Lt. Col. Alexander Vindman, Impeachment Witness, Marks 1st Anniversary of Trump's Ukraine Call: 'I Did My Duty'

Lt. Col. Alexander Vindman, a key witness in President Donald Trump's impeachment trials, remembered the July 25 phone call that precipitated the federal inquiry on its first anniversary.

"One year since The Call," Vindman wrote on Twitter Saturday morning, referencing the phone call between Trump and Ukraine President Volodymyr Zelensky, which took place on July 25, 2019.

"Much has changed for me and so much more has changed for our country. I rest well knowing I did my duty," he continued.

The contents of Trump and Zelensky's call were central to the impeachment investigation, which assessed concerns originally raised in an August 2019 whistleblower complaint. The complaint alleged Trump solicited foreign intervention to benefit his presidential reelection campaign.

It specifically said Trump asked Zelensky to launch an investigation into political competitor Joe Biden, as well as a debunked theory about Ukranian interference in the 2016 election, and threatened to withhold military aid from the Ukraine as incentive. Parts of their conversation appear in a public White House transcript.

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Vindman, who overheard the phone call and later reported it to a superior, testified before the House of Representatives during trials.

"I was concerned by the call. I did not think it as proper to demand that a foreign government investigate a U.S. citizen, and I was worried about the implications to the U.S. government's support of Ukraine," Vindman said in his testimony.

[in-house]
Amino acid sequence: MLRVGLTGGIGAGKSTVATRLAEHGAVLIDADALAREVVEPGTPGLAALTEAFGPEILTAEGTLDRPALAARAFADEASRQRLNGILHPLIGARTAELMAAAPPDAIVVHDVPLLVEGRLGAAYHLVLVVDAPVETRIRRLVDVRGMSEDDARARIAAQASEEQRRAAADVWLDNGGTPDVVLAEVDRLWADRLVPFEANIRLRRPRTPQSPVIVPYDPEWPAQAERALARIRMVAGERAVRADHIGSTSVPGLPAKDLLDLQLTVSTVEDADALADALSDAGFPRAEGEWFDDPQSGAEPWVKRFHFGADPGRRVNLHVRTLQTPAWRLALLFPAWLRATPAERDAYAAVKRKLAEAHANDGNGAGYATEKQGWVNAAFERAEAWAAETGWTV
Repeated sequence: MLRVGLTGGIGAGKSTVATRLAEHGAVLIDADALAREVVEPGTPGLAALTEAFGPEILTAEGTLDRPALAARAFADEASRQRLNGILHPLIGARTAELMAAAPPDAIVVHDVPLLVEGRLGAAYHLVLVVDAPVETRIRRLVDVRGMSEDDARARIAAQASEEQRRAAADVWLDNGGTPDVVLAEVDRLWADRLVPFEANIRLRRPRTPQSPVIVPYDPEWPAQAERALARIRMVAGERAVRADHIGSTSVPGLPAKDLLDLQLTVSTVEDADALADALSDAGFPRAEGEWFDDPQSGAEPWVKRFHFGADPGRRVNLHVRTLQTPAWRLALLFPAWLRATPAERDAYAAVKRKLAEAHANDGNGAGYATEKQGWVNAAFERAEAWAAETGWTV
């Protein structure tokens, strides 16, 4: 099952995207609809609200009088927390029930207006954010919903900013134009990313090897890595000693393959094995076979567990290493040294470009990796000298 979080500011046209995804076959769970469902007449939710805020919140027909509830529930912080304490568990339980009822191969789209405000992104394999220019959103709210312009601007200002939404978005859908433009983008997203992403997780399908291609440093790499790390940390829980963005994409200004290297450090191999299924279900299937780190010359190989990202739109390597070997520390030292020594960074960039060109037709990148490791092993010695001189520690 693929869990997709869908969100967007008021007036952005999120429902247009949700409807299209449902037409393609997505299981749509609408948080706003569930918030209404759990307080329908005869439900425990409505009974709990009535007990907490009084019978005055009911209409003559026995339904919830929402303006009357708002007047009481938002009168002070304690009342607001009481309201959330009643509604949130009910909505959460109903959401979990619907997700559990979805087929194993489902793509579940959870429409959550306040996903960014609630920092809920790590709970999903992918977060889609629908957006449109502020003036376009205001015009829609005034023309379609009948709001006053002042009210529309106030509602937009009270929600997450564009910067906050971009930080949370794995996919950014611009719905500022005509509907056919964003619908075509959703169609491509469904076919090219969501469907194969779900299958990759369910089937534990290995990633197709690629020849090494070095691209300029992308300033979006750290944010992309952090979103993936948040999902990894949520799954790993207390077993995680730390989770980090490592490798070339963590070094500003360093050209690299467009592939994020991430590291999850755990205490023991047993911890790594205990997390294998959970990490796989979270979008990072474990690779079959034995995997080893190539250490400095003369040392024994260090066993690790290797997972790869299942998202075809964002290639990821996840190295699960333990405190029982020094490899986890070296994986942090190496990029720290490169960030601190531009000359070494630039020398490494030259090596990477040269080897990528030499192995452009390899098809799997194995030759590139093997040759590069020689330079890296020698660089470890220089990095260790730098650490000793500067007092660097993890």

The House voted to impeach Trump on December 18, when representatives approved two separate impeachment articles for abuse of power and obstruction of Congress. The latter involved the president's conduct and interactions with administration officials amid trial proceedings. Trump was acquitted by the Senate less than two months later, in early February.

Alexander Vindman
Lt. Col. Alexander Vindman, former European affairs director for the National Security Council (NSC), testifies before the House Intelligence Committee during a November 2019 hearing related to President Donald Trump's impeachment inquiry. Vindman remembered the phone call between Trump and Ukraine President Volodymyr Zelensky on Saturday, one year after it took place. Drew Angerer/Getty

Vindman, the National Security Council's (NSC) former European Affairs Director, was removed from his White House post shortly after Trump's February acquittal. He and his twin brother, Lt. Col. Yevgeny Vindman, were both reassigned. Trump said Vindman was "very insubordinate" and reported details about the Zelensky phone call "incorrectly" when he addressed Alexander's reassignment on Twitter.

Alexander Vindman filed a request for retirement to the U.S. Army in early July.

Friday marked two years since Yevgeny —who did not testify during last year's impeachment trials—joined the NSC alongside his brother.

"I anticipated challenges," he tweeted on the anniversary. "After all defending this nations vast interests around the world is hard work. Never anticipated what eventually came to pass... interesting last year of my life."

Newsweek reached out to the White House for its response to Vindman's tweet, but did not receive a reply in time for publication.

Lt. Col. Alexander Vindman, Impeachment Witness, Marks 1st Anniversary of Trump's Ukraine Call: 'I Did My Duty' | U.S.